By Claire Harlin
Marisol Chancos Mendoza recently became a legal resident of the United States. She made the move from her native town of Ayacucho, Peru to New York City only a few weeks ago, joining her husband and 14-year-old son, Adrian, both of whom she hadn’t seen in five years. She endured a long wait for her papers, and was even denied visitor visas during the process. However, for the first time this month she saw snow — and a hurricane — and she also attended her first parent-teacher conference for Adrian, who is now fluent in English and also learning to speak Chinese.
“My husband and I thought it was better for him to get accustomed early, but I remember it was so hard when I had to ask him if he wanted to come to the States and tell him he would have to come without me,” said Mendoza. “He was only 9 and he said, ‘Mom, don’t worry. The first thing we’ll do is get you there.”
It wasn’t an easy five years after her family left Peru, but Mendoza wasn’t lonely — nor was she idle. Working as a volunteer coordinator for an international service organization, she crossed paths with Martha Dudenhoeffer Kolodny, a local resident who had come to Peru with the desire to make a difference.
Kolodny, with Mendoza’s guidance, found her passion working with female prisoners in Ayacucho, and ended up returning several times to visit and bring materials for embroidery — a traditional talent Kolodny noticed the women had. Many serving time for drug trafficking they were forced into, the prisoners began creating intricate Peruvian textiles, which Kolodny sold in the United States to raise money for educational programs in the prison. Soon enough, the women’s efforts grew into the non-profit Maki International, which not only brought solace to Mendoza while she was separated from her family, but uplifted her hometown, which is still recovering from a 20-year guerilla conflict that began there in 1980 and resulted in the deaths and disappearances of some 80,000 people.
“Maki was my salvation during that time. It kept me busy,” said Mendoza, giving an appreciative glance to Kolodny during a Nov. 14 interview at Pannikin Del Mar.
Kolodny responded,”If you were busy, had you had your son there, Maki might not have ever happened.”
Mendoza spent a week in Del Mar — her first trip to California — to attend a Nov. 13 fundraiser for Maki at the Powerhouse Community Center, where she met Maki supporters and shared first-hand experiences about life in Ayacucho.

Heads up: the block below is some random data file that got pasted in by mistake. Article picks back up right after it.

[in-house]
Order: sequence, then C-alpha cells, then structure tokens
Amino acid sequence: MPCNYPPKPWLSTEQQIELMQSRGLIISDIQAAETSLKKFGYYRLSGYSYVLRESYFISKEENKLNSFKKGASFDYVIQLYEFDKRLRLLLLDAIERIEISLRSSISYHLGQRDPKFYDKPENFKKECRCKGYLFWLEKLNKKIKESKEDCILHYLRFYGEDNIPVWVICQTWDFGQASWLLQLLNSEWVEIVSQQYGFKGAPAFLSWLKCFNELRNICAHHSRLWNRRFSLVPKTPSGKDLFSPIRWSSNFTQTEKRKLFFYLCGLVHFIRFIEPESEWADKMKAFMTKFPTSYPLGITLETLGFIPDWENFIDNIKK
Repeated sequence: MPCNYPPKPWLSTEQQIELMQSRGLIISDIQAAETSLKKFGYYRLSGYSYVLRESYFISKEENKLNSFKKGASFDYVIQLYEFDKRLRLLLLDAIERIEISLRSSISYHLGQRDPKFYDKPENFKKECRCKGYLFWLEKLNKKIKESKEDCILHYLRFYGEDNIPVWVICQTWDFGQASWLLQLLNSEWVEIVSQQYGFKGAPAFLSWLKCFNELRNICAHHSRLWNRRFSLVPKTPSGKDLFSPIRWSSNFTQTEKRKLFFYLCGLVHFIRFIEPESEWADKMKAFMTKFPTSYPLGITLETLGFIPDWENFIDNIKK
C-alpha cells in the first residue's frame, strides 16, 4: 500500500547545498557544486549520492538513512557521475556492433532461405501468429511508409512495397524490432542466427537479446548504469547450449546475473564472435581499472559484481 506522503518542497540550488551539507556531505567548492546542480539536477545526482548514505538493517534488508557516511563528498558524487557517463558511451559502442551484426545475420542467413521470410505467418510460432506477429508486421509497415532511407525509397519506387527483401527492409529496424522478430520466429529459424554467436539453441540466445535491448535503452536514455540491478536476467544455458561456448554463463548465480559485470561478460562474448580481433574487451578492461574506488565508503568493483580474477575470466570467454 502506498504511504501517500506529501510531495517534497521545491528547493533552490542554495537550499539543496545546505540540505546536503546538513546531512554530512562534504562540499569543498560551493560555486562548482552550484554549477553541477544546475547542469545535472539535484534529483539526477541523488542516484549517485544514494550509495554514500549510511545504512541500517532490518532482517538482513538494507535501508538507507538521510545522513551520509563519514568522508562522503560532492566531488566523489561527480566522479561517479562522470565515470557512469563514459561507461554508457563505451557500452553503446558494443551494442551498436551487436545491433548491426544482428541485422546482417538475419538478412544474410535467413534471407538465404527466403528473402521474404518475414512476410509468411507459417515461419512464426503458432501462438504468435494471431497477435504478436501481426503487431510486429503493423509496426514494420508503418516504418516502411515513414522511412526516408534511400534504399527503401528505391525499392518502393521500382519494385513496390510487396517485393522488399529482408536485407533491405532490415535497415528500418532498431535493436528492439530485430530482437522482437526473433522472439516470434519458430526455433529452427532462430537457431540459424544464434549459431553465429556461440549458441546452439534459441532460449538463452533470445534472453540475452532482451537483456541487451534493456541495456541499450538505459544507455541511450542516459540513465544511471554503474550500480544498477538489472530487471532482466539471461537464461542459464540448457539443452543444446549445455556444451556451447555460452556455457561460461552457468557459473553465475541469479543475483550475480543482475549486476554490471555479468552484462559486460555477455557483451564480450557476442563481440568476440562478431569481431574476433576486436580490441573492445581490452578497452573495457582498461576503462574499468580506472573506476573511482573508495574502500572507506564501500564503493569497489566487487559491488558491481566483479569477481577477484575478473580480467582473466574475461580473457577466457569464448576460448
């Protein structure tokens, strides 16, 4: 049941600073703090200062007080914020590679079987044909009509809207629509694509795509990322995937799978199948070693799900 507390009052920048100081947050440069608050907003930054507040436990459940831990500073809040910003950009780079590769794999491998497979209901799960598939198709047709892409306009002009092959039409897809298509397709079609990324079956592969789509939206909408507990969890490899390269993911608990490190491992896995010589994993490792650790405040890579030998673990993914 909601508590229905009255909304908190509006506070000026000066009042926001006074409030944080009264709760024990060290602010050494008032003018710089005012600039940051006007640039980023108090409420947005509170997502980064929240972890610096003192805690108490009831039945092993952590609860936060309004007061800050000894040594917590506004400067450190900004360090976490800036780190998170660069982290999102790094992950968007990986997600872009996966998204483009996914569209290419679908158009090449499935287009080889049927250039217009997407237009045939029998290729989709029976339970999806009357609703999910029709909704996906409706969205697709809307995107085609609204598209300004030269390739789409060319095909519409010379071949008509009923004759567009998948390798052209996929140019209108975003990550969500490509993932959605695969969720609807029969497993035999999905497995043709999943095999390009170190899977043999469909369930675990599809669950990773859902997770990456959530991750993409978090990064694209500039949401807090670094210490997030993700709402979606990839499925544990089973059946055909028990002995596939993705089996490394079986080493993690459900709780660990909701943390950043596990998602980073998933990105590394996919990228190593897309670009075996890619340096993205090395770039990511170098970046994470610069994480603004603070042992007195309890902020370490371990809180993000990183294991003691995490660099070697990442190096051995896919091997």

The prisoners who benefit from Maki’s framework of creating, exporting and selling their work each have stories to tell, either of how they were forced into being a drug mule or how Maki’s educational programs will keep them out of the drug trade upon their release. But many have also lived to tell the story of the decades-long genocide that was brought upon the Andean region by the Shining Path, a terrorist group that recruited thousands into its murderous insurgency.
This is also a story that Mendoza is all too familiar with.
“I remember when it started, the first time in my life I heard gunshots. I was 6,” said Mendoza. “It was after that I started hearing of people killed on the radio every day. Every night there were bombings. Every single night. We wouldn’t have power for days, months.”
Mendoza said she remembers walking to school as a child and seeing dead bodies in the streets, often with dogs eating them or signs draped over them warning people not to cooperate with one side of the conflict or the other. She said she saw violent strikes and military raids. She saw car bombs often, but one of her most frightening memories was when she saw a child explode right in front of her. Whether a bomb was strapped to the child or thrown at the child, she said she is unsure.
“I remember so clearly what I saw. I want to forget, but it’s hard to forget those things,” she said. “It’s like I was standing and everything was spinning around me. We just started running to school, crying.”
Mendoza was sent by her family to escape the violence and attend school in Lima at the age of 15. She lived with and worked for a family and, in exchange, they paid for her education. She studied English.
Having worked for a living since she began selling cakes to make ends meet at the age of 6, Mendoza said she values hard work and is motivated to help those who need it.
“I remember all the people who bought my cakes, who helped me as a child growing up,” said Mendoza. “Over the years I’ve met so many people who aren’t my relatives but have helped me so much, like the families I lived with … What helps me now is being able to help all these women.”
In particular, Mendoza said she is thankful for Kolodny.
“She helps me so much by giving me the opportunity and she is also helping all these women,” she said. “She’s like a mother and a sister and a friend. She means so much to me.”
Kolodny helped Mendoza train her 31-year-old sister, Jessica, also of Ayacucho, to take over Maki operations at the prison in preparation for Mendoza being granted her immigration papers. The training took more than a year, Kolodny said.
“It’s not an easy thing going in that prison,” she said.
“It was like leaving our child with someone,” said Mendoza, who has to stay in the States for at least a year under customs requirements to show residency. And even though she is now living happily ever after in New York with her own child, she’s already thinking about what she’s going to do when she’s granted the right to travel legally.
“The first thing I want to do,” she said, “is visit Ayacucho.” For more information about Maki, visit www.MakiWomen.org.